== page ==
Nativity History Project:  Thank you very much, Father.  That was a great summary of a year and a half of exciting change and, I’m sure, challenges for you personally, but great achievement as well.  Thank you for sharing that with us.

Father Bob:  Well these are God’s achievements.  This is when you look around and say “Look how God is working; look how God can inspire us, to think great thoughts, to be open to change.”  We must always be discerning how God is working within us to find what do I have to give to the community.  Then you determine it and you do it.  Being pastor of Nativity brings joy, hospitality, welcoming, great compassion, especially for those in need, and generosity to share with others who do not have as much.  It’s all centered on our friendship with Christ.  All those Gospel principles flow from our friendship with Christ and remembering him and how he lived.  He taught us how to live fully human lives.  And then as we remember him, as we gather for the Eucharist, we’re empowered to then go out and bring Christ’s love to others.  So that’s where we get our inspiration, our power.  As the Church says, the Eucharist is the source from which everything else flows.

Nativity History Project:  Could I ask you just one last question?  I had the opportunity when I was writing the other portions of the history to interview Father Ready about his time as pastor and the opportunity to interview Father Martin about his time.  I didn’t have the opportunity to interview Father Sal but I had access to newspaper reports of people who had interviewed him.  And I was able to ask the same question of Father Ready and Father Martin, and the same question was asked of Father Sal, and I’d like to ask you the same question and get your response to it.  I asked them what was your primary goal or objective when you came here as pastor.  How would you describe it in your case?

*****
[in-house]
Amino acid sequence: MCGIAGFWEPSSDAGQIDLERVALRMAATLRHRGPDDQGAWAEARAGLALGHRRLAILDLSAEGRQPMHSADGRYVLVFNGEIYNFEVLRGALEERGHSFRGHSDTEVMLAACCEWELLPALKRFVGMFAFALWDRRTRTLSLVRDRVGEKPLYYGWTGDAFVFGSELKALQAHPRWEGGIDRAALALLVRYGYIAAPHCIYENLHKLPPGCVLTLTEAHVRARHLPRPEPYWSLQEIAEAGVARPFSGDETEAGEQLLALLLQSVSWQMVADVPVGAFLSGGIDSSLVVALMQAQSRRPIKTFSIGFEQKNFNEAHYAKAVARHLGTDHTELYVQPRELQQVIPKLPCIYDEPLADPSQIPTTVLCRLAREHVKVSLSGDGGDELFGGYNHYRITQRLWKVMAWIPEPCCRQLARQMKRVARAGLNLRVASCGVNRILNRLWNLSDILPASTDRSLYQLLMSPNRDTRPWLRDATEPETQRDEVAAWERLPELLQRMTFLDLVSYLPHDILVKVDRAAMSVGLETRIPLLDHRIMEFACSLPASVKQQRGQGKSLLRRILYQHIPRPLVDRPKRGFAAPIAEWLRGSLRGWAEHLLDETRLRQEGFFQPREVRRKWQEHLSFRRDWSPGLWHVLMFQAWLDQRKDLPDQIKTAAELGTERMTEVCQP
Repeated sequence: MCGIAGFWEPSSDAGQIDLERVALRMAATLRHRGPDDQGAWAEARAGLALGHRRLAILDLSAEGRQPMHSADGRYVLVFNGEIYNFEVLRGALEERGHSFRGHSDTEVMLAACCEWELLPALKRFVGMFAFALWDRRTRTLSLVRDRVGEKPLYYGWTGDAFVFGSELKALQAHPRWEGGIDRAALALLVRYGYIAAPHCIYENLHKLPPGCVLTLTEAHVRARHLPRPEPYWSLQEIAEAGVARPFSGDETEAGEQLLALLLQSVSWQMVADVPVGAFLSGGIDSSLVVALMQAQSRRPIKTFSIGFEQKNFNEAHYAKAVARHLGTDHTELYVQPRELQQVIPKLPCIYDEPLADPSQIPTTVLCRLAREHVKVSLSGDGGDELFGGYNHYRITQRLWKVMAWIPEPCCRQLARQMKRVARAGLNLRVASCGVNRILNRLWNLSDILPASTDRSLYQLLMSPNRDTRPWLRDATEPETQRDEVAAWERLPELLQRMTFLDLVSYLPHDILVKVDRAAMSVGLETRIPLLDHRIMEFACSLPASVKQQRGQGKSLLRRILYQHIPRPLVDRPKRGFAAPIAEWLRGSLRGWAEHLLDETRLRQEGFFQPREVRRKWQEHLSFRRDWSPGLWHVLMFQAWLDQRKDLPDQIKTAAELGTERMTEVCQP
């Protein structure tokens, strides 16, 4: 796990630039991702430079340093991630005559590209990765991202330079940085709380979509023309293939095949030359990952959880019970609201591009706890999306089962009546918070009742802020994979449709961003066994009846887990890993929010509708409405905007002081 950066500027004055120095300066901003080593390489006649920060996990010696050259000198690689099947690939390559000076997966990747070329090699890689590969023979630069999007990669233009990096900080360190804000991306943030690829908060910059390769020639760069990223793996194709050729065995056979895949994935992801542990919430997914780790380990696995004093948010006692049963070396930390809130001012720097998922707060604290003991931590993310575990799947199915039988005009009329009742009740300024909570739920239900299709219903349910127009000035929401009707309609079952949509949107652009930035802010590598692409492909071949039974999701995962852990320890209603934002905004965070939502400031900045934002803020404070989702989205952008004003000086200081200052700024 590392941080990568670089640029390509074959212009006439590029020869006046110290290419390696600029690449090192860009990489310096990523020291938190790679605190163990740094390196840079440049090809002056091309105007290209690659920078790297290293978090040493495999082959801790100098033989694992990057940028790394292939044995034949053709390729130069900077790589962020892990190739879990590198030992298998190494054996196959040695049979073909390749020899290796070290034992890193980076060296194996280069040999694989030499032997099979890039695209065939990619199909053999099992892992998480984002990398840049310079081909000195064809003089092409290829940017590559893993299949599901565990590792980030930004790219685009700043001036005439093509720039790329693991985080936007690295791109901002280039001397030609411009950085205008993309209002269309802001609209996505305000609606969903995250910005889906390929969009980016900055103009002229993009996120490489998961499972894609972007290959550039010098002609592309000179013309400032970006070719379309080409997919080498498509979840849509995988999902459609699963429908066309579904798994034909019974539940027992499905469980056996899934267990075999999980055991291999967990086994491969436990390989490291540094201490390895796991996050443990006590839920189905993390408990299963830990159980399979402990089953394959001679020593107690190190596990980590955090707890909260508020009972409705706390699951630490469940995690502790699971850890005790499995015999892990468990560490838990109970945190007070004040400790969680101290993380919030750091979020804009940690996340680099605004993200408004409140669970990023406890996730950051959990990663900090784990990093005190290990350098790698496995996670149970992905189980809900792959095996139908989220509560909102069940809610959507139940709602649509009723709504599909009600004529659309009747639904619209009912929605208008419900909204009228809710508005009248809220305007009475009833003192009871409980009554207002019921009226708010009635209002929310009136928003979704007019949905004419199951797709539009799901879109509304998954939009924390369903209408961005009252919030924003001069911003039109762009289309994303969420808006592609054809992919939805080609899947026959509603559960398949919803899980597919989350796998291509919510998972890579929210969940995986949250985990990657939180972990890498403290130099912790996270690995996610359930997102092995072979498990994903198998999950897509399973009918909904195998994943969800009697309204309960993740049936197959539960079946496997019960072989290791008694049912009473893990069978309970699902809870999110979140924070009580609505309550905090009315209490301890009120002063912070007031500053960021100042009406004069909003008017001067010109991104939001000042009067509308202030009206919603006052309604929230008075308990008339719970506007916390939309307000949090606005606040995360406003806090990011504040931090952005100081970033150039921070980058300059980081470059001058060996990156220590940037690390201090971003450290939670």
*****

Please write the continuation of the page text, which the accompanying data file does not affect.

Father Bob:  I think my primary goal was simply to come and be loved and to love the community in return.  And that’s my primary goal: to celebrate God’s loving presence, to proclaim and celebrate the gift of our faith that gives great meaning and purpose to our lives; to love the community, to care for them.  The joy of the priest is being in the thick of life, to celebrate with people the special moments of their life, birth and baptism, anniversaries, celebrating marriage and family life, sharing the Eucharist, visiting the elderly, listening to their stories, sharing in healing and prayer when a person is sick or dying, really feeling the gift of life.  These are the most privileged moments of our lives, feeling God’s loving presence.  So I’d say those were my “marching orders” when I came here: to love and try to keep the beautiful vision of Nativity parish alive, the vision that Father Martin and Father Sal and Father Ready had built over decades.  It’s about sharing the journey with the people of Nativity.  Remembering our past, we go into our future with lots of energy and hope.

Nativity History Project:  Thank you very much Father.